Books and writing are magic, utter magic. Just think about it: there’s nothing but paper, possibly bound to form pages; they are smudged in an orderly manner with regular marks: something very material. Or maybe someone holds a screen where some areas light up, and others remain dark in a carefully designed pattern. Readers will examine these marks, — and suddenly they burst into laughter or cry, get angry or enlightened… – and not by the marks as such, but something more and immaterial. Studying these marks is like a magic ritual that conjures up a voice in their head that telling them stories or giving them information. But unlike the writing, which is a physical thing, the process of reading and understanding is abstract, hidden in our brains.
I identify mainly as a book artist. This is a very broad topic, and there are probably as many definitions of what book art is as there are book artists.
A book in this context is for me a piece of artwork that has a topic (so won’t be a blank journal) which is not immediately accessible (has a cover or is boxed in a way, so is not a painting on a wall) and that requires reader interaction to be fully appreciated (pages have to be turned, flaps to be pulled…).
Personally what I strive to achieve in my art is to bring text, imagery, and book form together so that they together form the piece of work, and only all those elements together can give the finished work its whole meaning. Extracting, for example the text from one of my works, would not render it meaningless, of course, but the physical form I chose to give it, the imagery that goes with it, the haptic qualities, all add to the interpretation of the finished artwork, and without them, its meaning is thinner, or distored.
The writing down of ideas and language is a powerful cultural tool, and their permanence in the form of books is marvellous. We are so accustomed to books around us, so used to decode the meaning of the symbols on them that we often overlook their magic. Bringing this magic back into plain view as been the core of all my efforts in the book arts since the very start. This investigation leads me to utilizing illegible, asemic or secret codes in some of my works. Not ultimately to hide something from the reader, but to make them aware of what they usually do automatically.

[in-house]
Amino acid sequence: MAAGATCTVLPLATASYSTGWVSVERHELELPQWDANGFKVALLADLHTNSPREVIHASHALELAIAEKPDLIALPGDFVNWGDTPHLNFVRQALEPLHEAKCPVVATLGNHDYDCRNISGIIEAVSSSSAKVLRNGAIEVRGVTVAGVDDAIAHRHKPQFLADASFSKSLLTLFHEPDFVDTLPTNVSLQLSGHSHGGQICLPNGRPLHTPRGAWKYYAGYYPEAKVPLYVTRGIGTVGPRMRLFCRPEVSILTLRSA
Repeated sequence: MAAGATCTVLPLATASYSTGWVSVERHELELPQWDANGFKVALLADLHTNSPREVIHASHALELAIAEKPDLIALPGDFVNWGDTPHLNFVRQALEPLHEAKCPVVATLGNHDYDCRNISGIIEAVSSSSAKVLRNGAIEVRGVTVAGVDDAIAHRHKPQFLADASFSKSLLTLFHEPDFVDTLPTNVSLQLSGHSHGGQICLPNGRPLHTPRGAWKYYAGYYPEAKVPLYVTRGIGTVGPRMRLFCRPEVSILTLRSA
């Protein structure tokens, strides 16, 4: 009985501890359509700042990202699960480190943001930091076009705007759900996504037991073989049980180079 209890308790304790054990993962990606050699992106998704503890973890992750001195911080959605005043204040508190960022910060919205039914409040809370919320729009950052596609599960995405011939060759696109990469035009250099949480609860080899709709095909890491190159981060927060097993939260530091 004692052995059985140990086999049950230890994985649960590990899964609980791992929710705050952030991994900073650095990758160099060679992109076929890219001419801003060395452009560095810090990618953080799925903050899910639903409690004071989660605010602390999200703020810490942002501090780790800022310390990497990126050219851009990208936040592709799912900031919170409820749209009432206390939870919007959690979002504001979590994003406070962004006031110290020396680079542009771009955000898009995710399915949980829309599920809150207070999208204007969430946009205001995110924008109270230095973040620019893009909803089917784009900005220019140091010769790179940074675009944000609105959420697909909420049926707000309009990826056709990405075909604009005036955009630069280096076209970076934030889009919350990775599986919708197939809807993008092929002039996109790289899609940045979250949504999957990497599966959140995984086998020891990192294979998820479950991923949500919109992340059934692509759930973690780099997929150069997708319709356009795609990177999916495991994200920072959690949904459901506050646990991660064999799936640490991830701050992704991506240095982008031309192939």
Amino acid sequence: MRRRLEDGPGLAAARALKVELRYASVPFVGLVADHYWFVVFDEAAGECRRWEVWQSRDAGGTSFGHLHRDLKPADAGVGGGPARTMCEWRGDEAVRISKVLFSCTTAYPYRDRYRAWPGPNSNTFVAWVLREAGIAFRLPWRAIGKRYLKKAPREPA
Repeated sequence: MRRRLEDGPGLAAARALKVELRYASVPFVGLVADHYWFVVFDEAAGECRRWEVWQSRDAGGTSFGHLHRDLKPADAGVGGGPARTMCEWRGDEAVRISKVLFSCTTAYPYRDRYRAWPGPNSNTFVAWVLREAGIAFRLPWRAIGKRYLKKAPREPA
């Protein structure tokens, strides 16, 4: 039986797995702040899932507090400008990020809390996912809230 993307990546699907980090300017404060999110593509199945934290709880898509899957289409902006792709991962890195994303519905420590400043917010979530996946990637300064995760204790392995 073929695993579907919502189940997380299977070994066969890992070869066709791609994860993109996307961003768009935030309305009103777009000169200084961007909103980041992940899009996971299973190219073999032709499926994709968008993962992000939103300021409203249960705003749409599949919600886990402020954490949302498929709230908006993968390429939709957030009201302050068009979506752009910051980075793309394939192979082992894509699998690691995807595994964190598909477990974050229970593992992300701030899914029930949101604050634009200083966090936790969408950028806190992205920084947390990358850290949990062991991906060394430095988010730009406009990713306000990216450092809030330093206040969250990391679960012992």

In another, most recent body of work I concentrate on my experiences as a woman in this society. Especially when it comes to pregnancy or the topic of procreation as such, public expectations are very narrow. In “346. A Journey While Staying as Still as Possible”, I examine women’s loss of rights over their own body during pregnancy and the tight prescription of acceptable emotions.
In my ongoing work I have started to utilize paper mache and sculptural aspects to study the topic of miscarriage.
My Project Message in a Bottle has been an ongoing art project since 2013. I view these filled bottles as pieces of book art in that they have to be handled to discover the contents in writing and imagery. And in putting a piece of work into a small bottle and sending it on its way, reaching out to an unknown finder of the message, leaving it to them to decode and discover the contents, this work combines all the aspects of my work mentioned above.
I have since engaged in several other projects which focus on art outside galleries, and I like to distribute small pieces of art for an unexpectant member of public to find. I like to think that thus I can reach and hopefully delight a different group of people that might not visit a gallery to seek out art on their own accord.